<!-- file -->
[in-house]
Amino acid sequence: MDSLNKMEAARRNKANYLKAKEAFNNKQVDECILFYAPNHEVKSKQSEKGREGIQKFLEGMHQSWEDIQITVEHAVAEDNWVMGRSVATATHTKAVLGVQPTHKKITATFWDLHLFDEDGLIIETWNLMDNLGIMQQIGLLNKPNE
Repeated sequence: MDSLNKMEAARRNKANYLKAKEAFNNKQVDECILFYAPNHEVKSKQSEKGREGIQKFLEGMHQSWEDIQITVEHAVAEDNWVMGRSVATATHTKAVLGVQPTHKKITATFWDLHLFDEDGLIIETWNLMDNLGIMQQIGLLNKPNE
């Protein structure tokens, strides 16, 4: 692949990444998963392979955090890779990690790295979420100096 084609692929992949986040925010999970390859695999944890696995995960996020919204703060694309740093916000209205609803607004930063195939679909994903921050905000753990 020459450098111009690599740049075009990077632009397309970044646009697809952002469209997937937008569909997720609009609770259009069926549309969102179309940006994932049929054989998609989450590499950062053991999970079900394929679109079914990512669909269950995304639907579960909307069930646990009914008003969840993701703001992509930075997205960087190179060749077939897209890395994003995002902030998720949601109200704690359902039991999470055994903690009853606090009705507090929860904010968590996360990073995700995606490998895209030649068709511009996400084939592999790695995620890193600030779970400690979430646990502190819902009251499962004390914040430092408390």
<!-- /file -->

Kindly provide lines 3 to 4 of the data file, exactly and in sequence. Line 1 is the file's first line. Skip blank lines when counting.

Repeated sequence: MDSLNKMEAARRNKANYLKAKEAFNNKQVDECILFYAPNHEVKSKQSEKGREGIQKFLEGMHQSWEDIQITVEHAVAEDNWVMGRSVATATHTKAVLGVQPTHKKITATFWDLHLFDEDGLIIETWNLMDNLGIMQQIGLLNKPNE
């Protein structure tokens, strides 16, 4: 692949990444998963392979955090890779990690790295979420100096 084609692929992949986040925010999970390859695999944890696995995960996020919204703060694309740093916000209205609803607004930063195939679909994903921050905000753990 020459450098111009690599740049075009990077632009397309970044646009697809952002469209997937937008569909997720609009609770259009069926549309969102179309940006994932049929054989998609989450590499950062053991999970079900394929679109079914990512669909269950995304639907579960909307069930646990009914008003969840993701703001992509930075997205960087190179060749077939897209890395994003995002902030998720949601109200704690359902039991999470055994903690009853606090009705507090929860904010968590996360990073995700995606490998895209030649068709511009996400084939592999790695995620890193600030779970400690979430646990502190819902009251499962004390914040430092408390």